5 Ways to Discern True and False Repentance

So what are you supposed to do? The person in front of you says they are repentant.

The Bible contains several aides that are designed to help believers distinguish between true and false repentance. It is important that we are able to distinguish the two, because the difference between them determines how we respond to our fallen brother or sister. If we are to bring law to the proud and grace to the humble, then it is essential that we are able to discern between pride and humility.

 

Every Christian will likely encounter this scenario: someone you know and who professes Christ has a major sin in their life exposed. As a result, relationships are harmed, their reputation is destroyed, and their heart is broken. You, as their friend (or pastor or spouse) are left wondering how to respond.

You know that Christians are called to forgive and restore other believers who have their sin exposed, but you also know that this is only true if they are repentant over their sin. For example, the command in Galatians 6:1 to “restore” a fallen believer is paired with an exhortation about the importance of self-examination (vv. 2-4). Or Paul, in 2 Corinthians 7, tell the Corinthians that he stands ready to forgive them, because the exposure of their sin produced godly sorrow as opposed to worldly sorrow (2 Corinthians 7:9-11).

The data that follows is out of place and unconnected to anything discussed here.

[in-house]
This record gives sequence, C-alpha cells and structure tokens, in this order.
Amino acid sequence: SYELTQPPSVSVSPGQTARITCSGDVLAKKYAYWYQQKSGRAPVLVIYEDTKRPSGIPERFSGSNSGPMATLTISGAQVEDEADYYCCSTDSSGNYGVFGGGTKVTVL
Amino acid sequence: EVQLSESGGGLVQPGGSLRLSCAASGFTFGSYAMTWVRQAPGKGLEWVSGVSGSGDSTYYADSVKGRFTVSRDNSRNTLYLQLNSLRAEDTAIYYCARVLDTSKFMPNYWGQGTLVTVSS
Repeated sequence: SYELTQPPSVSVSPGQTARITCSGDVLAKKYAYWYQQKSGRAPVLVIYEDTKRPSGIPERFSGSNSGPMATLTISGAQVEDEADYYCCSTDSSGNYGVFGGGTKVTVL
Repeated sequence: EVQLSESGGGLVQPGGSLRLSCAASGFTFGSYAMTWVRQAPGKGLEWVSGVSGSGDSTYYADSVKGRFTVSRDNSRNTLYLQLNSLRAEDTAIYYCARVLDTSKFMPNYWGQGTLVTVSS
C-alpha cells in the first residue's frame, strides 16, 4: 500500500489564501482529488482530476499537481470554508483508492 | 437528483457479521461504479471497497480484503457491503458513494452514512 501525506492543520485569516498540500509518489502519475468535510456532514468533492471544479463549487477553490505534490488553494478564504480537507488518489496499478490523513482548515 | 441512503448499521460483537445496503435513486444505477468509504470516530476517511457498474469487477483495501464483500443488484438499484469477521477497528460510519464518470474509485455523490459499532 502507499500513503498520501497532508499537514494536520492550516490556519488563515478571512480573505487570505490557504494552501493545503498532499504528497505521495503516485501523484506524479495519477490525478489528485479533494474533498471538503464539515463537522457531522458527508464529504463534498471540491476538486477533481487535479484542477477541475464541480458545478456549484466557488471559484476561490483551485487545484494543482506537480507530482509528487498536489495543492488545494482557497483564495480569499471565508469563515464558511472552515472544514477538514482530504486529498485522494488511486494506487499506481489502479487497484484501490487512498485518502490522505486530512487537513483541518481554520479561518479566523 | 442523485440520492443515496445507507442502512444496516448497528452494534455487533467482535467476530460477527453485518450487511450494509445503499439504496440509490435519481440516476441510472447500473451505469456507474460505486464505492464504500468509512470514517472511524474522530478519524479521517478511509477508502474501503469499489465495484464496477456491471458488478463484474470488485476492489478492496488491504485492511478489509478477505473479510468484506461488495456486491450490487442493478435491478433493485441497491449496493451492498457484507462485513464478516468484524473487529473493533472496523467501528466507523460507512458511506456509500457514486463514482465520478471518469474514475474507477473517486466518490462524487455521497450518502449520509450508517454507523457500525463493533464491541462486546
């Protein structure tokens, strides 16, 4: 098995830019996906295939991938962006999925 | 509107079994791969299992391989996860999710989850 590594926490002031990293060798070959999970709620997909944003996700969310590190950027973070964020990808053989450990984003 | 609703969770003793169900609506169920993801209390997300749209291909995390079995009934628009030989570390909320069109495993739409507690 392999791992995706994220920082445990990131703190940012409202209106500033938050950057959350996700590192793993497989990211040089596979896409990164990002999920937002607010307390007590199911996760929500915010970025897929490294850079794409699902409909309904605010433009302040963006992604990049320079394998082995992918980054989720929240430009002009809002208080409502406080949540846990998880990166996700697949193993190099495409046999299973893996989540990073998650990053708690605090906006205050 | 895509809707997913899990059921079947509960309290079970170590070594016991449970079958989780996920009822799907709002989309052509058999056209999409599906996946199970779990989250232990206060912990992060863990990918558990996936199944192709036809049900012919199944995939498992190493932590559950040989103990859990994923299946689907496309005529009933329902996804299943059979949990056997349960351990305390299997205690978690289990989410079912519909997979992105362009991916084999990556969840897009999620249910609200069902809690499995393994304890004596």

So what are you supposed to do? The person in front of you says they are repentant. They saythey are sorry about their sin. But is that enough?  

The Bible contains several aides that are designed to help believers distinguish between true and false repentance. It is important that we are able to distinguish the two, because the difference between them determines how we respond to our fallen brother or sister. If we are to bring law to the proud and grace to the humble, then it is essential that we are able to discern between pride and humility.

For example, as I mentioned above, Paul extended the Corinthians grace (instead of law) because he judged their sorrow to be a sign of godly repentance as opposed to worldly sorrow. But how did he know the difference? After all, the person who sits in your living room weeping about their now known sin may or may not be truly repentant, so how could Paul know?

He tells us that godly sorrow leads to repentance because it is accompanied by indignation, fear, deep longing, zeal, and justice (2 Corinthians 7:11).

Why did he choose those words? Well, taken together they represent someone who is broken over the nature of their sin more than the consequences of it. They provide five marks that the person is sorry they sinned, rather than sorry they got caught.

Indignation: Godly sorrow is a form of godly anger. This is an anger at sin—not the consequences of sin, but at sin itself. The broken believer is sorry about their sin, but they are more than sorry: they are disappointed and grieved that the depravity brought into the world through Adam resides in their own heart.

Some people are angry their sin was exposed. Their concern is to cover their sin and convince others to do that as well. Like Saul who only wanted Samuel to go with him for appearance’s sake, these people are not grieved over their sin. True repentance doesn’t create anger at those who know the sin, but rather anger at the nature of sin itself. This is why Paul describes true repentance as a form of indignation.

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